Confession: I'm an avid to-do lister. Without my hour-by-hour, ridiculously detailed to-do list, I'm convinced I'd spiral out of control. That's why we've told you about tons of to-do list apps out there to get you on the bandwagon, too.
But the reality is that simply writing down what you have to get done doesn't work for everyone. Some people need more than a list to be productive and, you know, actually check off what's on that list. So here are seven ways to be more productive, sans the bulleted agenda.
(Note: Even if you are a lister, like me, these techniques can benefit you, too!)
A wealth of research touts the benefits of waking up early. Beyond making you happier, a 2008 study finds that morning people tend to procrastinate much less than people who have a tendency to hit snooze.
Eating a healthy breakfast not only tastes good, but it also gives you the energy you need to work efficiently. Science has proven time and time again that eating a hearty meal in the morning makes you more productive.
According to a 2014 Harvard Business Review article:
"Just about everything we eat is converted by our body into glucose, which provides the energy our brains need to stay alert. When we’re running low on glucose, we have a tough time staying focused and our attention drifts. This explains why it’s hard to concentrate on an empty stomach."
Exercise can significantly impact your productivity. In fact, according to a Briston University study on 200 employees at three organizations, exercise boosts productivity by 21%. Specifically, on workout days, the study participants' scores were 21% higher for concentration on work, 22% higher for completing their work on time, 25% higher for working without unscheduled breaks and 41% higher for feeling motivated to work.
While you don't need to journal about your responsibilities for the day (we're not talking about to-do lists, here, remember?), you can still take a pen to paper and journal about everything that has nothing to do with your responsibilities for the day — all those things on your mind that are keeping you from concentrating.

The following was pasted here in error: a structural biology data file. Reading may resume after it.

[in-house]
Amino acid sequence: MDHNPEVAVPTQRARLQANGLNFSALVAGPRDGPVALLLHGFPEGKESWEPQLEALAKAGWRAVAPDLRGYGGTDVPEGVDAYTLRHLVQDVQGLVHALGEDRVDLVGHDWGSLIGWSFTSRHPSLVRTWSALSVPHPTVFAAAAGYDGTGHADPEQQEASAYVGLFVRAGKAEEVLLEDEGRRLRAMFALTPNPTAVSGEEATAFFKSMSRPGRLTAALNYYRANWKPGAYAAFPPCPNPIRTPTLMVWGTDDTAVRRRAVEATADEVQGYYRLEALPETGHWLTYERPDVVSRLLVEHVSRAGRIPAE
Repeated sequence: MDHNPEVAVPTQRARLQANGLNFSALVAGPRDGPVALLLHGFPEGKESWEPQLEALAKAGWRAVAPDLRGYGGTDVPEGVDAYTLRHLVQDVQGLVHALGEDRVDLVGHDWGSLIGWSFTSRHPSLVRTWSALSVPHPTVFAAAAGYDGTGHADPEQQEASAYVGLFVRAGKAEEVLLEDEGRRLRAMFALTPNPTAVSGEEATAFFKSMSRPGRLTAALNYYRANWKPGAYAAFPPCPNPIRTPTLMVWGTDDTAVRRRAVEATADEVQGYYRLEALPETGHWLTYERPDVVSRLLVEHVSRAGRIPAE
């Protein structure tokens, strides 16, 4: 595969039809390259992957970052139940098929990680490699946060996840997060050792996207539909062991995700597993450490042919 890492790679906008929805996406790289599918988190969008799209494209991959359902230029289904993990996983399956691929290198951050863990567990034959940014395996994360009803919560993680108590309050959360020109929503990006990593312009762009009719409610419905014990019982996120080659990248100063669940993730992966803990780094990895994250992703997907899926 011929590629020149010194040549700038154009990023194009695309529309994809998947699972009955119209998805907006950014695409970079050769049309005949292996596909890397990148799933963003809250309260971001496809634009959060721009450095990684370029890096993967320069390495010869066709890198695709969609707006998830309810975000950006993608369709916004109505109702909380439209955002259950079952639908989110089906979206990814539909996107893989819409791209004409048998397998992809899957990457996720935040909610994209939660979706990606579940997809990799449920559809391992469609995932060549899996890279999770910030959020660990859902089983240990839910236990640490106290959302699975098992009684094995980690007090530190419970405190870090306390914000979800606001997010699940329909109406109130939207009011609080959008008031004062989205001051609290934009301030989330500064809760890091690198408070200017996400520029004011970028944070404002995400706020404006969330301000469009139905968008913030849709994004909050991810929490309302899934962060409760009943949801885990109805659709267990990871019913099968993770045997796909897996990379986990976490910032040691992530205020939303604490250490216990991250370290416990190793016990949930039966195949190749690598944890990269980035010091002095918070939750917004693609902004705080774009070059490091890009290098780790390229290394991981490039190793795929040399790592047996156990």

In short, journaling is a surefire way to clear the clutter in your head, which, of course, can help you to focus on the tasks you have at hand. And it has a whole host of mental health benefits like relieving stress, keeping you from getting sick, helping to jog your memory and boosting your self-esteem, which can all contribute to increased productivity, as well.
Point blank: Self-care is important. But we all too often allow ourselves to forgo self-care practices, claiming that we don't have the time. The reality is that, if you can make the time for self-care, you may find that you actually have more time. Why? Self-care can substantially improve your mental health, which can help you to work more efficiently and productively. The more you make time for the seemingly unimportant aspects of your life, like taking a bath or cooking dinner or going for a job or reading a book, the more you'll realize just how important they are and how much they can enhance the other aspects of your life.
Not sure where to get started? Here are some simple self-care ideas.
Meditation is a proven method of keeping mindful and grounded in the present, which, of course, keeps you focused. Studies show that "doing nothing" for 20 minutes a day actually increases your productivity.
According to the Harvard Business Review:
"Research shows that an ability to resist urges will improve your relationships, increase your dependability, and raise your performance. If you can resist your urges, you can make better, more thoughtful decisions. You can be more intentional about what you say and how you say it. You can think about the outcome of your actions before following through on them. Our ability to resist an impulse determines our success in learning a new behavior or changing an old habit. It’s probably the single most important skill for our growth and development."
It's no secret that getting enough sleep is good for you. And beyond keeping you healthy, adequate sleep can also make you more productive. In fact, one study published in the American Journal of Health Promotion finds that, when employees get five or fewer hours of sleep each night, they're generally absent 1.5 times more days (with 1.9 times as much productivity loss) as employees who reported eight hours of sleep per night. Meanwhile, those who report “almost always” feeling tired during the day average about 2.7 times more days absent (with 4.4 times more productivity loss) than employees who report “almost never” feeling tired.
AnnaMarie Houlis is a feminist, a freelance journalist and an adventure aficionado with an affinity for impulsive solo travel. She spends her days writing about women’s empowerment from around the world. You can follow her work on her blog, HerReport.org, and follow her journeys on Instagram @her_report, Twitter @herreport and Facebook.